San Francisco Giants Will Survive Without Buster Posey

Adam BernacchioAnalyst IIIMay 30, 2011

SAN FRANCISCO, CA - MAY 11:  Gerardo Parra #8 of the Arizona Diamondbacks slides safely past Buster Posey #28 of the San Francisco Giants to score on a hit by Henry Blanco #12 of the Arizona Diamondbacks in the second inning at AT&T Park on May 11, 2011 in San Francisco, California.  (Photo by Ezra Shaw/Getty Images)
Ezra Shaw/Getty Images

The San Francisco Giants suffered a devastating loss when catcher Buster Posey broke his leg and tore ligaments in his ankle when Scott Cousins collided with the catcher last Wednesday night. It was a gruesome injury that left the Giants catcher potentially out for the season.

The initial report on Posey had the 2010 NL Rookie of the Year returning in two months, but Posey thinks differently.

He said in an interview with the Associated Press that it’s “highly likely” he will miss the rest of the season.

Whether Posey returns in September or is out for the rest of the season, I still think the Giants will win the NL West and be able to survive this loss. I am not a big list guy, but here are five reasons why I believe the Giants will survive without Posey.


5. They Don’t Just Rely On Posey’s Offense

The Giants have a balanced lineup—not the likes of the Boston Red Sox or Texas Rangers, but a balanced lineup nonetheless. The Giants lineup is mediocre throughout, which in this case might be a benefit to them.

If Posey was Barry Bonds and this was 2002, then I would be worried if I was a Giants fan. But it’s not.

Andres Torres has a higher ISO (.148 and wOBA .348) than Posey does (.105 and .341) this season.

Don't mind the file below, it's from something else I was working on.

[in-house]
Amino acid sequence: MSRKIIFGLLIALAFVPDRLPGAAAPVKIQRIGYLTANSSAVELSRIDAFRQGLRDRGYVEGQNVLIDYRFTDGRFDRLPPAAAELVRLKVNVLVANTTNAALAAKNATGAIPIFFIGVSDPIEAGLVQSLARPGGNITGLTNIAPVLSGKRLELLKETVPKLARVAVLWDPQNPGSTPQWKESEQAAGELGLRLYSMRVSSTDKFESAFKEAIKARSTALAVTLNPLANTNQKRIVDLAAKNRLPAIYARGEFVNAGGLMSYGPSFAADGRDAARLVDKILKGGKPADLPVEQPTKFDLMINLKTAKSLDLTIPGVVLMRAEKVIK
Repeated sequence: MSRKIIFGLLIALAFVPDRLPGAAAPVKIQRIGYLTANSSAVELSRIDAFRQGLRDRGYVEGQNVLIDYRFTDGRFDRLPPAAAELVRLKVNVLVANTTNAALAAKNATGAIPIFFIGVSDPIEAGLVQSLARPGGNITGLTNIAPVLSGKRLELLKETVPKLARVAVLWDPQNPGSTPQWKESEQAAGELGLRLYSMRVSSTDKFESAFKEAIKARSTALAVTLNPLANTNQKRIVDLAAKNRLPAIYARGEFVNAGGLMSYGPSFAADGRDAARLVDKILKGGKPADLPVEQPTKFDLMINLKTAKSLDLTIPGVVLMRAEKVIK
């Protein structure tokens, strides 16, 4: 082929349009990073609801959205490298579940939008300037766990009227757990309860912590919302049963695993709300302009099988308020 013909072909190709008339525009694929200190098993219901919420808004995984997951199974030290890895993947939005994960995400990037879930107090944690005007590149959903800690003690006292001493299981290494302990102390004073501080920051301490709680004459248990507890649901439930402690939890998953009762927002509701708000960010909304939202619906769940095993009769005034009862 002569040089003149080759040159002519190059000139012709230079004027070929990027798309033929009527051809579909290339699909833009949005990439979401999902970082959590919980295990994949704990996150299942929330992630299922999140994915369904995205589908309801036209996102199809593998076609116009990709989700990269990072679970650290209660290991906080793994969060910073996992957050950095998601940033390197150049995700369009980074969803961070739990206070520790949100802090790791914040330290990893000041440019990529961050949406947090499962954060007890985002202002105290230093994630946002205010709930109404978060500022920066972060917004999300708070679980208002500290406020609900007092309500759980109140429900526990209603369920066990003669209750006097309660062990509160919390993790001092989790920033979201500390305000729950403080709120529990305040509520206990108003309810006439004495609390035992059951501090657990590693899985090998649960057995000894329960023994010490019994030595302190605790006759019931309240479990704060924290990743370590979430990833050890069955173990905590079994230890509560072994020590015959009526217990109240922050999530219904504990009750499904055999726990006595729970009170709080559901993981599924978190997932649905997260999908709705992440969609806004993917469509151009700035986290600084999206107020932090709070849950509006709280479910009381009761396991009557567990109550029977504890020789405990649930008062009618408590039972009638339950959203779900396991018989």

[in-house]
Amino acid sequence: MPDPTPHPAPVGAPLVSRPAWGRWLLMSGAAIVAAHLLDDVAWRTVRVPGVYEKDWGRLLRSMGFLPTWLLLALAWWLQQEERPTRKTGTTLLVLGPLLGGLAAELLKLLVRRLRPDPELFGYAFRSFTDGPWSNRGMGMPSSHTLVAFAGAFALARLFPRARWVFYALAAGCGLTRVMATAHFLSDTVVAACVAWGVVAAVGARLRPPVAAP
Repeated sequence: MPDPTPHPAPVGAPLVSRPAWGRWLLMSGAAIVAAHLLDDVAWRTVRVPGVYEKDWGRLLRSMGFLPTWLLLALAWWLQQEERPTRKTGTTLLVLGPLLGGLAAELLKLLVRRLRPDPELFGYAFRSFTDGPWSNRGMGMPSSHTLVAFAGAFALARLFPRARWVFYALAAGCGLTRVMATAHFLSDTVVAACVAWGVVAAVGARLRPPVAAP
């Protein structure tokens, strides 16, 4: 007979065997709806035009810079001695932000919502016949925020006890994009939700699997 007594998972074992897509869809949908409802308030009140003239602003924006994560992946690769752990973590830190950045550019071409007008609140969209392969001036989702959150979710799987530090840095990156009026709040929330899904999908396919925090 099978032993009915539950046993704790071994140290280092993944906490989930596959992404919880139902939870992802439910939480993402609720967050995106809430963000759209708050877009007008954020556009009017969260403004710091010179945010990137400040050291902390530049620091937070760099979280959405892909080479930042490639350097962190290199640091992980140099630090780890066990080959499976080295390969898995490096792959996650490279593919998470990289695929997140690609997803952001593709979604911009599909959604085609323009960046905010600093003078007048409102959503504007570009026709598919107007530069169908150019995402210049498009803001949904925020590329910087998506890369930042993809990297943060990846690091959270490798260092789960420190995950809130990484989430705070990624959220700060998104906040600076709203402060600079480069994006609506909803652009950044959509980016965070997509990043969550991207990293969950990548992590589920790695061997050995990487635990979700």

4.The Giants have won before without a key player

Raise your hand if you thought the Giants would have made the 2010 postseason with Pablo Sandoval hitting .268/.323/.409.

Not too many of you.

Raise your hand again if you thought the Giants would go on to win the World Series with Sandoval only receiving 19 plate appearances and hitting just .176 in those PAs.

Again, not too many of you.

My point is that Sandoval was THE man for the Giants going into the season and he was a nonfactor in the 2010 season. The Giants have won without their star player before and that’s why I think they can do it again.


3. Believe in Brandon Belt

I believe in Belt, the Giants organization believes in Belt, and now we just need Bruce Bochy to believe in Belt. The Giants re-called the 23-year-old last week, but Bochy said Belt will mainly come off the bench.

Glad to see Bochy channel his inner Dusty Baker on this one. Why go with the mediocre Nate Schierholtz and let Belt rot on the bench? Makes no sense.

Posey forced his way into the starting lineup last season, and look what happened. I believe Belt will do the same thing this year.

Do I expect Belt to lead the Giants to another World Series? No, I don’t. That’s an unrealistic expectation. But do I do think he can be good enough to help the Giants stay afloat and help get them back into the postseason.


2. Reinforcements are on the way

According to Harry Schulman via Twitter, Sandoval is expected to begin a rehab assignment shortly, and if all goes well, he could return to the Giants this week. Wrist injuries are tricky, but if Sandoval can return to the .313/.374/.530 form he showed before he got hurt, he will make up for the loss of Posey.

I also believe the Giants will make a move to acquire some offense in the future. Whether it be Jose Reyes or simply bringing back Bengie Molina, I don’t think the Giants are going to wave the white flag on this season.

They’ll make a move.


1. They play in the NL West

If the Giants played in the AL East or NL East, they would be toast. But they play in the NL West, which is the most mediocre division in baseball.

The Arizona Diamondbacks are in first place, but they aren’t running away with anything and I don’t think they have the staying power. The Colorado Rockies were a preseason favorite, but something is wrong with that team. The Los Angeles Dodgers are a mess and the San Diego Padres can’t score any runs.

The Giants can stay afloat in the NL West by just playing .500 ball for the remainder of the season. It seems like 86 or 87 wins could win this division, and if that’s the case, then the Giants are still capable of doing that.

All they need to do is go 59-51 the rest of the way.